Sunday, March 28, 2010

Runtime Complexity of .NET Generic Collection

I had to implement some data structures for my computational geometry class. Deciding whether to implement the data structures myself or using the build-in classes turned out to be a hard decision, as the runtime complexity information is located at the method itself, if present at all. So I went ahead to consolidate all the information in one table, then looked at the source code in Reflector and verified them. Below is my result.
Internal Implement-
Add/insert Add beyond capacity Queue/Push Dequeue/
Item[index]/ElementAt(index) GetEnumerator Contains(value)/IndexOf/ContainsValue/Find
List Array O(1) to add, O(n) to insert O(n) - - O(n) O(1) O(1) O(n)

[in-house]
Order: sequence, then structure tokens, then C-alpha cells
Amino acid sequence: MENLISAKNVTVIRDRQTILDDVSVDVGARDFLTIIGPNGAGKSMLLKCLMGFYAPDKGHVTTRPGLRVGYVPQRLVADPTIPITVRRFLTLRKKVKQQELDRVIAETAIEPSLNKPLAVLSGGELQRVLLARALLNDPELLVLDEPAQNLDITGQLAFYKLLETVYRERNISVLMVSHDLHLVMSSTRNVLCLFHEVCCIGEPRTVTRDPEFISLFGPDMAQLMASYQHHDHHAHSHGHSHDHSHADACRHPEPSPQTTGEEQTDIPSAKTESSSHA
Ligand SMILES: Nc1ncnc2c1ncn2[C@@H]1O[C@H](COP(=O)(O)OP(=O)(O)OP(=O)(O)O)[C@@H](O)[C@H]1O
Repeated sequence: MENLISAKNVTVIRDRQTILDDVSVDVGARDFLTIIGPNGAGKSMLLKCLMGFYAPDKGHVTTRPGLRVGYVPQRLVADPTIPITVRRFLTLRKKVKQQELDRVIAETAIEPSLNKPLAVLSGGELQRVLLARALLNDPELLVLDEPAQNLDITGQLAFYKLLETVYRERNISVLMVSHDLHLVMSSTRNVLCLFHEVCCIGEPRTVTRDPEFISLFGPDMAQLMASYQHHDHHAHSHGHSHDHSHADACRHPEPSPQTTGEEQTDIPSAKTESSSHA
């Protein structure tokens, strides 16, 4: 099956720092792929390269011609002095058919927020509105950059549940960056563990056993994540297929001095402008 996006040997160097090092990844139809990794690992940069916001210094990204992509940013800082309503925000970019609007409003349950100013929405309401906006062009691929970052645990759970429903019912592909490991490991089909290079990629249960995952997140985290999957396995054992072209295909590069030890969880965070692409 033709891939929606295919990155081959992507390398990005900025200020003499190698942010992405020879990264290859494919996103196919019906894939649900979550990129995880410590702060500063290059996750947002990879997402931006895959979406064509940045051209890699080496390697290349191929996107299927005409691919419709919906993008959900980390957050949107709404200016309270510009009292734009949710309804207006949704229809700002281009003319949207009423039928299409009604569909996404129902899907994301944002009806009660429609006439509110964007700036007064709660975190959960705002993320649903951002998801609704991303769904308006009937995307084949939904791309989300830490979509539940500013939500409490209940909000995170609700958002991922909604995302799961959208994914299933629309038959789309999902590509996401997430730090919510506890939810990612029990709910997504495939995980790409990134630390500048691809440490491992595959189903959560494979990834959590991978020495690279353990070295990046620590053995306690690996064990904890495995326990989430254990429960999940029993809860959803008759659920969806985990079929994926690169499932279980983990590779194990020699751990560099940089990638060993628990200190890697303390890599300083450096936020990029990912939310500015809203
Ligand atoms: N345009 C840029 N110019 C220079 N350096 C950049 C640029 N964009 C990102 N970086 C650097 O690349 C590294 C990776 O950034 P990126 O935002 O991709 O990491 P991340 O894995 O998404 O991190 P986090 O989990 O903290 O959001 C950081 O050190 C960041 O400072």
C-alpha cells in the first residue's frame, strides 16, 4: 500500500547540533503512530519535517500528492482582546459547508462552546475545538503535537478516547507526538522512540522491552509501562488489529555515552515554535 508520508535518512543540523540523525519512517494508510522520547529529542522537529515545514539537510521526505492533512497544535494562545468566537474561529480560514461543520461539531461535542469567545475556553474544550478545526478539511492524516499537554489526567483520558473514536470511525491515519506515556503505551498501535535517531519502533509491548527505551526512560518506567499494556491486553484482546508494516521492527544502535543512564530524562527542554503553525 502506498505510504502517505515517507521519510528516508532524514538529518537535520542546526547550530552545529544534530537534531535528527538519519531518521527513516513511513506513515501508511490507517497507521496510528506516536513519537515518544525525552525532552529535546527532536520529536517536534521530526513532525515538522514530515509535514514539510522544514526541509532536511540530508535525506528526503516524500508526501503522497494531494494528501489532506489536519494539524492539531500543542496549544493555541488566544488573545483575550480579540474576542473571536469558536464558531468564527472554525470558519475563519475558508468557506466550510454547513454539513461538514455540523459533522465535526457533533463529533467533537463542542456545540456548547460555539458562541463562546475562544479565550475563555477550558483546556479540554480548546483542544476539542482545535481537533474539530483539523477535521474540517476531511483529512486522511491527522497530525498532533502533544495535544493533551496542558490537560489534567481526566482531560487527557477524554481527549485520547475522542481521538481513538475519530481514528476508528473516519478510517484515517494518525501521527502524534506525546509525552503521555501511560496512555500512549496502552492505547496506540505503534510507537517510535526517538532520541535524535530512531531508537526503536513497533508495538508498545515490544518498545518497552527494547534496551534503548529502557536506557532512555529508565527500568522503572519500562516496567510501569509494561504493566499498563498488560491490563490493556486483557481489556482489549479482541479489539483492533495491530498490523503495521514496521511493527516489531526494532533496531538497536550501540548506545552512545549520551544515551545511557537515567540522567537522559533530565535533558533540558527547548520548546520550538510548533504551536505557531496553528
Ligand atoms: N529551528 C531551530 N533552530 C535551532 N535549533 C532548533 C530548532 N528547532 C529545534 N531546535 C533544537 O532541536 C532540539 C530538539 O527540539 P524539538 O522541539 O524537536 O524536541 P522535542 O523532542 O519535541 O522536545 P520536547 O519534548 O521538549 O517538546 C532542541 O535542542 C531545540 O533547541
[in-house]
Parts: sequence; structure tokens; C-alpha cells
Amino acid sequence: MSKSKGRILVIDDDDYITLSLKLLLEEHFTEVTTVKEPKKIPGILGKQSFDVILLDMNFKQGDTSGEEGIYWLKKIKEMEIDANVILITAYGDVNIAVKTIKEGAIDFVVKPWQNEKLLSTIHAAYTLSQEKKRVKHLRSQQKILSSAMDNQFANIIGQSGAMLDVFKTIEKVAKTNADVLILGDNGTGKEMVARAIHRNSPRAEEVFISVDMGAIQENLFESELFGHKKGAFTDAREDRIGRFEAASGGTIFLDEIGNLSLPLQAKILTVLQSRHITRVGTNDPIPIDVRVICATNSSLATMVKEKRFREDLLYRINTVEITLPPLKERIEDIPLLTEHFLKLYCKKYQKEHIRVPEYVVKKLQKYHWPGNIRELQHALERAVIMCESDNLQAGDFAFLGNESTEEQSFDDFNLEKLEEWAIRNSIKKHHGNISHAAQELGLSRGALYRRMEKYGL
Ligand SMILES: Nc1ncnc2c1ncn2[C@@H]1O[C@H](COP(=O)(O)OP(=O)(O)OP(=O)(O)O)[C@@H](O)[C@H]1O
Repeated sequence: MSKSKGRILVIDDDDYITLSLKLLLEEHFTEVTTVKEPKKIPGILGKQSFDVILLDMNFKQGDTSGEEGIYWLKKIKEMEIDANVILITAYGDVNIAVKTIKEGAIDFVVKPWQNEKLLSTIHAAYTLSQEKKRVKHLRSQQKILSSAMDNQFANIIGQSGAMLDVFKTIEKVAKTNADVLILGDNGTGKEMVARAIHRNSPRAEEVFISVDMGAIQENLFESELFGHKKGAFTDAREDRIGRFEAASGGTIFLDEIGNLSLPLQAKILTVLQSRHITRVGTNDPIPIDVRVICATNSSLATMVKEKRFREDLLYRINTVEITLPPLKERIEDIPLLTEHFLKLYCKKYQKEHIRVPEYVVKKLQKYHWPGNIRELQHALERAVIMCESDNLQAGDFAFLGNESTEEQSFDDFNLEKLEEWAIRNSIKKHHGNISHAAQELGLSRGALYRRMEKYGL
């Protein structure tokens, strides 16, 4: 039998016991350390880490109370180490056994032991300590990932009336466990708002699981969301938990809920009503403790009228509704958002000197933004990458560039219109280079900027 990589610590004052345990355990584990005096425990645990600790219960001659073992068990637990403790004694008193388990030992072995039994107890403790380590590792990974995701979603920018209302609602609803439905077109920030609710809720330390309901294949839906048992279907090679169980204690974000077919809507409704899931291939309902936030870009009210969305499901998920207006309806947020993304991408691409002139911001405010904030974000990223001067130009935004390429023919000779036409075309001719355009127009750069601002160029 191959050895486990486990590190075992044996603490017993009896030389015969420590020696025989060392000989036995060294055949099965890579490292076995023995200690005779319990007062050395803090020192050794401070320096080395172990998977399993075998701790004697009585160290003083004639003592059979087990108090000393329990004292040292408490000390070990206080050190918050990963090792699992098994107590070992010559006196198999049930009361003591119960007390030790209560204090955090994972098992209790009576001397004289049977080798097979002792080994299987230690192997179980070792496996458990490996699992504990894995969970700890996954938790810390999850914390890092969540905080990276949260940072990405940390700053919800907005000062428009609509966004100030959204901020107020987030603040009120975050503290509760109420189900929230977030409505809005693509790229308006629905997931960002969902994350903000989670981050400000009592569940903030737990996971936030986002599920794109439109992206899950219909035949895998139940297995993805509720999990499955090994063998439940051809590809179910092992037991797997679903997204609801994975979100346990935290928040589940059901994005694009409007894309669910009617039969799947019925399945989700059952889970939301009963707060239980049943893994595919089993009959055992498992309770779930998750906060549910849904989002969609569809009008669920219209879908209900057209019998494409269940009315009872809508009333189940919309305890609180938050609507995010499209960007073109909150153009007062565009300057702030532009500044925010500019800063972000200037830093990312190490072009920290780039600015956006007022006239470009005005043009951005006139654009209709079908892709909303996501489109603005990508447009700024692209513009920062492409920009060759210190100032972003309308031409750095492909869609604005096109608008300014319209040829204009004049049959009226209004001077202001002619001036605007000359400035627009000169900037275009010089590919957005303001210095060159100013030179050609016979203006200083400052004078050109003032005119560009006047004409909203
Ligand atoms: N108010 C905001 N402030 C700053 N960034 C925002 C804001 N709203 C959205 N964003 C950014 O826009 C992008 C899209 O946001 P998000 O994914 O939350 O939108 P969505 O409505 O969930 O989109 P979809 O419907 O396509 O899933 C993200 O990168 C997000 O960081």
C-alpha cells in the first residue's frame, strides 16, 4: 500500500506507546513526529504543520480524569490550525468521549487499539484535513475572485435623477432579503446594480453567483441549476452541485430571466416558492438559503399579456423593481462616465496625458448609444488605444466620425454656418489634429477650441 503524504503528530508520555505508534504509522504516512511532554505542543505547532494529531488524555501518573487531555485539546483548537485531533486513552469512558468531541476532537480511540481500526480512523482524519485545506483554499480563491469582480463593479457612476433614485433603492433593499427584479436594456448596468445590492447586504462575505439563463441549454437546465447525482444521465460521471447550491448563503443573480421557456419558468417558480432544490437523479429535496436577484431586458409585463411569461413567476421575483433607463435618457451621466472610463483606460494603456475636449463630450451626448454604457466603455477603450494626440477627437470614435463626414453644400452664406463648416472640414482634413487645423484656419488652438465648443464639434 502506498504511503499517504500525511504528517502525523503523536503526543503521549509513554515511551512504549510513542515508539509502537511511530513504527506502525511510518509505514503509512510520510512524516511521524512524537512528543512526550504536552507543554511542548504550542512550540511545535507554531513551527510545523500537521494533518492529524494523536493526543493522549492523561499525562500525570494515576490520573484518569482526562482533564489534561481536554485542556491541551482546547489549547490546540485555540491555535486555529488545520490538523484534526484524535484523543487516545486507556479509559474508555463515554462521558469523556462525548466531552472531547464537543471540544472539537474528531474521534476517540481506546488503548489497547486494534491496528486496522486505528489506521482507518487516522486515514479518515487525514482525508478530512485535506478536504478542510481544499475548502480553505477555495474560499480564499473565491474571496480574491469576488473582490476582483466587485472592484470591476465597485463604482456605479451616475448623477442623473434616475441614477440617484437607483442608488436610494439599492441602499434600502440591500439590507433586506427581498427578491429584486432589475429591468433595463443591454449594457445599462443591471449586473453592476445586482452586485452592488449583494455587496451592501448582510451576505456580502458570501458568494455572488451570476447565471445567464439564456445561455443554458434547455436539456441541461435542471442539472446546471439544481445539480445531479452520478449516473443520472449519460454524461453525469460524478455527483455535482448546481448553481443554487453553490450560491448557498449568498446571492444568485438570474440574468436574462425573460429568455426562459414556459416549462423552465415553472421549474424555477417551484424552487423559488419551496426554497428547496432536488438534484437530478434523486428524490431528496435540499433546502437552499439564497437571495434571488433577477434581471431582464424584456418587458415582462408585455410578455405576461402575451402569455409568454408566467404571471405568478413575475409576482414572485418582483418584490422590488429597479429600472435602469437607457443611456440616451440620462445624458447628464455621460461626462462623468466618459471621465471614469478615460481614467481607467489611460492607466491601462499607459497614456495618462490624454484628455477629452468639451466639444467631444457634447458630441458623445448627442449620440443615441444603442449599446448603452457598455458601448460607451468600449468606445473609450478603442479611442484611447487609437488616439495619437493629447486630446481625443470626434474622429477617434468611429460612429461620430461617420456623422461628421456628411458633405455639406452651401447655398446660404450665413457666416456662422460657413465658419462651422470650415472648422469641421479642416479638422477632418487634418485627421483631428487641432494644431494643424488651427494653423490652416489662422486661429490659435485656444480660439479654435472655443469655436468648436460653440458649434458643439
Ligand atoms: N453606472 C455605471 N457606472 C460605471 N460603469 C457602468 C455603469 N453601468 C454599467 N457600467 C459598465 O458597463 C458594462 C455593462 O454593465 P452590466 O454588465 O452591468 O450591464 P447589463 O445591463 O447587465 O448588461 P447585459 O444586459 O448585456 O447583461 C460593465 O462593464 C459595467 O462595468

LinkedList Doubly linked list O(1), before/after given node O(1) O(1) O(1) O(1), before/after given node O(n) O(1) O(n)
Stack Array O(1) O(n) O(1) O(1) - - O(1) O(n)
Queue Array O(1) O(n) O(1) O(1) - - O(1) O(n)
Dictionary Hashtable with links to another array index for collision O(1), O(n) if collision O(n) - - O(1), O(n) if collision O(1), O(n) if collision O(1) O(n)
HashSet Hashtable with links to another array index for collision O(1), O(n) if collision O(n) - - O(1), O(n) if collision O(1), O(n) if collision O(1) -
SortedDictionary Red-black tree O(log n) O(log n) - - O(log n) O(log n) O(log n) O(n)
SortedList Array O(n), O(log n) if added to end of list O(n) - - O(n) O(log n) O(1) O(n)
SortedSet Red-black tree O(log n) O(log n) - - O(log n) O(log n) O(log n) -
Dictionary Add, remove and item[i] has expected O(1) running time
HashSet Add, remove and item[i] has expected O(1) running time
Update 25 April 2010: Added SortedSet